(UPI/Bill Greenblatt)

Missouri businessman Rex Sinquefield has donated $1.3 million to a committee that supports overhauling the state's tax code.

The committee Let Voters Decide backs a proposed ballot measure that would replace Missouri's income tax with a broader sales tax. Missouri Ethics Commission records show Sinquefield made the donation Monday. Campaign contributions of more than $5,000 must be reported within 48 hours.

(via Flickr/lilhelen)

The Illinois Supreme Court has upheld a law that created a $31 billion statewide construction program.

It unanimously rejected arguments that lawmakers improperly mixed together different issues in a single piece of legislation.

The court on Monday said all parts of the law had "a natural and logical connection" to the public works program.

(UPI/Bill Greenblatt)

Gov. Jay Nixon has signed legislation to gradually repeal a tax on some Missouri businesses.

The bill reduces Missouri's franchise tax rate over the next several years before repealing it altogether for the 2016 tax year. Nixon signed the measure Tuesday in Kansas City at Boulevard Brewing Co. He said repealing the measure will provide an incentive for companies to move to Missouri.

The state's franchise tax was levied in 1917 and applies to company assets such as buildings and inventory.

(via Flickr/seannaber)

A Missouri House member wants to ask voters to raise the state cigarette tax by 81 cents a pack.

Democrat Chris Kelly, of Columbia, outlined his plan Thursday to a House committee. He's proposing a future statewide vote on whether to raise Missouri's current 17-cent tax - the lowest in the nation - to 98 cents per pack.

Kelly says the increase could generate $425 million in state revenue, discourage people from smoking and bring down state health care costs.

Marshall Griffin, St. Louis Public Radio

With less than a month to go in this year’s legislative session, another proposal is being made to overhaul Missouri’s tax structure.

The resolution would replace the state’s income tax with a sales tax -- and if passed by lawmakers, it would go before Missouri voters next year.

via Flickr/J_D_R

Starting next year, Illinois businesses will see a tax increase and the recently unemployed will lose a week of unemployment benefits.

That's because of a compromise bill passed this month in the Illinois Legislature.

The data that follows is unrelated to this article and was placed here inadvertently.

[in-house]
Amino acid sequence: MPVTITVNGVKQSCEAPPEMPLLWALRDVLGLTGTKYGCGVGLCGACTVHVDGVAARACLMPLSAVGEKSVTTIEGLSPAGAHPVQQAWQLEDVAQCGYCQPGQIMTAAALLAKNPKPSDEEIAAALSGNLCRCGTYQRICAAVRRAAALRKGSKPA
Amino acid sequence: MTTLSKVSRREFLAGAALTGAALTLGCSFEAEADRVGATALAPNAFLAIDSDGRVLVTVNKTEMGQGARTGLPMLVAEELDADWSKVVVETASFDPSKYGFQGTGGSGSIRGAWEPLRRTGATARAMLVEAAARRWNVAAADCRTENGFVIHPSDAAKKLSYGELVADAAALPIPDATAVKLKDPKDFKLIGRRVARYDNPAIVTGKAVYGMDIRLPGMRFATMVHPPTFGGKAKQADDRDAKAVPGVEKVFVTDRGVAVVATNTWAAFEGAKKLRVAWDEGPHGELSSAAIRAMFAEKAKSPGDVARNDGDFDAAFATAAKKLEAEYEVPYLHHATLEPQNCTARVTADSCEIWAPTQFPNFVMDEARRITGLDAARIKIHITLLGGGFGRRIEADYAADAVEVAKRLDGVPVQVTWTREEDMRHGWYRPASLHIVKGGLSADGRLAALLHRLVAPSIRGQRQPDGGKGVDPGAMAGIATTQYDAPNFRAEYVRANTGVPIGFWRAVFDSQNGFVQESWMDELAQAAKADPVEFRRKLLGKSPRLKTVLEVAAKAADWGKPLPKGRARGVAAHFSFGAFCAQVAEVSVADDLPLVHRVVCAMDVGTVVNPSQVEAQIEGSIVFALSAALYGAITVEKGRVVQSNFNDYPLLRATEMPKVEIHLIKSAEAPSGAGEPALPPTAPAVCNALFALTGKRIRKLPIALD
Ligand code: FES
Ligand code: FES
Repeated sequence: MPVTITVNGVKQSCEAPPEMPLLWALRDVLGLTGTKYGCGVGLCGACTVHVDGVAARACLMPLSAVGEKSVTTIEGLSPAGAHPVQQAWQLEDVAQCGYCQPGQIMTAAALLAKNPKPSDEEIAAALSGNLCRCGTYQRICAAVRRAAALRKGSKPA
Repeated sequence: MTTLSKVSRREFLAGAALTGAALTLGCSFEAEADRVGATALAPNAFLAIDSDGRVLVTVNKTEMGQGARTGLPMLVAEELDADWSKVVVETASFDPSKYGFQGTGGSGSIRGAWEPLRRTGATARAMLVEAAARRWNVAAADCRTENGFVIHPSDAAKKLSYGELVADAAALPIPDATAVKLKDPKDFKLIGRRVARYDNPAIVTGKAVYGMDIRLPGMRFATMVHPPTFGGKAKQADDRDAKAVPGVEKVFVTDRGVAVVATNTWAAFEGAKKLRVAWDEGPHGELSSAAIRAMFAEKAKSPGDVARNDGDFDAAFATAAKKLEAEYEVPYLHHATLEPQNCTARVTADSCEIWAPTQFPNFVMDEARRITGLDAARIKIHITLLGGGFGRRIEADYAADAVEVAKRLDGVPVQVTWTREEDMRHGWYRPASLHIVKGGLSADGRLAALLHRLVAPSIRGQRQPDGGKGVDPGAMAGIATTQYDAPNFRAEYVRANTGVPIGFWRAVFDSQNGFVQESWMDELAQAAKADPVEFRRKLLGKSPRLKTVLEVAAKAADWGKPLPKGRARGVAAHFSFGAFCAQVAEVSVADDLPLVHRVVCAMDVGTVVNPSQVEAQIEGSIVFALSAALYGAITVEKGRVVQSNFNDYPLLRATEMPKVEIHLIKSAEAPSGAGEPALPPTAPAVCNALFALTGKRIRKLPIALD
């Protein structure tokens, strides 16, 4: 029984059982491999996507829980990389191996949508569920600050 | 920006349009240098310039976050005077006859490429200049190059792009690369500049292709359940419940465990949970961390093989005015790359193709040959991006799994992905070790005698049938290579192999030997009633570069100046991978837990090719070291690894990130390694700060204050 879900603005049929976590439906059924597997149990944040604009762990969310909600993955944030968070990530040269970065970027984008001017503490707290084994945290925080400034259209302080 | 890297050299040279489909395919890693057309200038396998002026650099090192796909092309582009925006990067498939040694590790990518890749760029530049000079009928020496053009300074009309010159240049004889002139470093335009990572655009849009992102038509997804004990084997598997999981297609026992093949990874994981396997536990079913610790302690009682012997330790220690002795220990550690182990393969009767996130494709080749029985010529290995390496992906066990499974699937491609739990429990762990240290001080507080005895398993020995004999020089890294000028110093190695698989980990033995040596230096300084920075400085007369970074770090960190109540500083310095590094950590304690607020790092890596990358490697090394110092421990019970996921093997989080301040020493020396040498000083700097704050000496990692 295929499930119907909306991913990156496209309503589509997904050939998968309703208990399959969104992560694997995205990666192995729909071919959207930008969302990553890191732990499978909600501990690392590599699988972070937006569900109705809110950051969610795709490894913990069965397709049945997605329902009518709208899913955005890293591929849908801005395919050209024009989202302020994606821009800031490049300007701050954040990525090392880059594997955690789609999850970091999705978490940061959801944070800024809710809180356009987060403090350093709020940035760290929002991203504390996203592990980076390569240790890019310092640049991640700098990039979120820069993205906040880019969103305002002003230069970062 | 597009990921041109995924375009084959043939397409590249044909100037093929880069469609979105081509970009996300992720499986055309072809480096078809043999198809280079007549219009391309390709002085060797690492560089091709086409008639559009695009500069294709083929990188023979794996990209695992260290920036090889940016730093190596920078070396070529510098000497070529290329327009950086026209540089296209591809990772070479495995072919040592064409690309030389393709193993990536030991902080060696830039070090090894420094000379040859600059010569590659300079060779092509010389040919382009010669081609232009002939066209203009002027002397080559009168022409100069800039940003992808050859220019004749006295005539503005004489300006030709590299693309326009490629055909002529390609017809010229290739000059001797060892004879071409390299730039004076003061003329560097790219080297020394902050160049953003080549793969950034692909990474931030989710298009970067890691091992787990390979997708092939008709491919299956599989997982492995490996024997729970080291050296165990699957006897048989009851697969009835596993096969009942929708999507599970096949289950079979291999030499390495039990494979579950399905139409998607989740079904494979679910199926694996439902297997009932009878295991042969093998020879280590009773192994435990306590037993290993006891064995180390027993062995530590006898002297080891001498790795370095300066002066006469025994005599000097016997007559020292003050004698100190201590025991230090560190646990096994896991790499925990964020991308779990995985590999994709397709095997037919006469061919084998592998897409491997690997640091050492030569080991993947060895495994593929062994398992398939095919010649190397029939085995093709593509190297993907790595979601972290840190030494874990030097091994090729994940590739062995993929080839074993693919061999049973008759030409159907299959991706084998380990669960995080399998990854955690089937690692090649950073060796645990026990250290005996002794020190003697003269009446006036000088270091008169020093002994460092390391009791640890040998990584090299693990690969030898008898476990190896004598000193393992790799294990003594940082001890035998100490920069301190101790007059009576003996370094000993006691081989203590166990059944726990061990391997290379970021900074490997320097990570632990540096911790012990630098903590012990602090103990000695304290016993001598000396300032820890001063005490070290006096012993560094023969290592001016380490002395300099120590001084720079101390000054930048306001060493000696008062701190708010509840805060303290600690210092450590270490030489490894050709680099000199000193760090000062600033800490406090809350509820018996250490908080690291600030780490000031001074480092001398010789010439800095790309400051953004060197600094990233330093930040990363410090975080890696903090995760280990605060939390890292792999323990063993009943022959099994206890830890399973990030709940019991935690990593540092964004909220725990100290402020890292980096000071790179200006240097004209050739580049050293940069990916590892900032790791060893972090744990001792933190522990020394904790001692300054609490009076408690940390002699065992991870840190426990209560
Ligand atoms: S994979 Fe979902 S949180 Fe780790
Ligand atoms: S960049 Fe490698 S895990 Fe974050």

The Rockford Register Star reports the deal is part of a longer-term plan to help contribute to Illinois' depleted unemployment trust fund, which is $3 billion in debt to the U.S. Treasury.

(via Flickr/MoneyBlogNewz)

Missouri's tax revenues are up 6.5 percent with only one-quarter of the budget year to go.

Figures released Monday by the state Office of Administration show the growth fueled by stronger individual and corporate income tax collections than during the 2010 fiscal year. A decline in tax refunds also has contributed to the growth in state revenues.

(Rachel Lippmann/St. Louis Public Radio)

U.S. Sen. Claire McCaskill could owe a total of nearly $320,000 in overdue property taxes, interest and penalties on an airplane that has caused her political headaches.

McCaskill sent about $287,000 to St. Louis County earlier this week after acknowledging that property taxes had not been paid on a plane owned by a company in which she and her husband have an interest. But that may not be enough money.

(UPI/Bill Greenblatt)

Republicans are attacking Senator Claire McCaskill for failing to own up to her own rhetoric about openness and accountability.

The state Republican Party is calling on McCaskill to release tax records associated with a controversial airplane at the center of a tax and accounting scandal.

(Rachel Lippmann/St. Louis Public Radio)

Missouri Senator Claire McCaskill admitted today that she has failed to pay up approximately $287,000 in back taxes on a personal airplane.

Problems with McCaskill's plane surfaced several weeks ago amid reports that her office improperly billed the government for travel to a political event.

McCaskill took responsibility for that mistake, but she admits that the perception of dodging taxes could hurt her chances for re-election in 2012.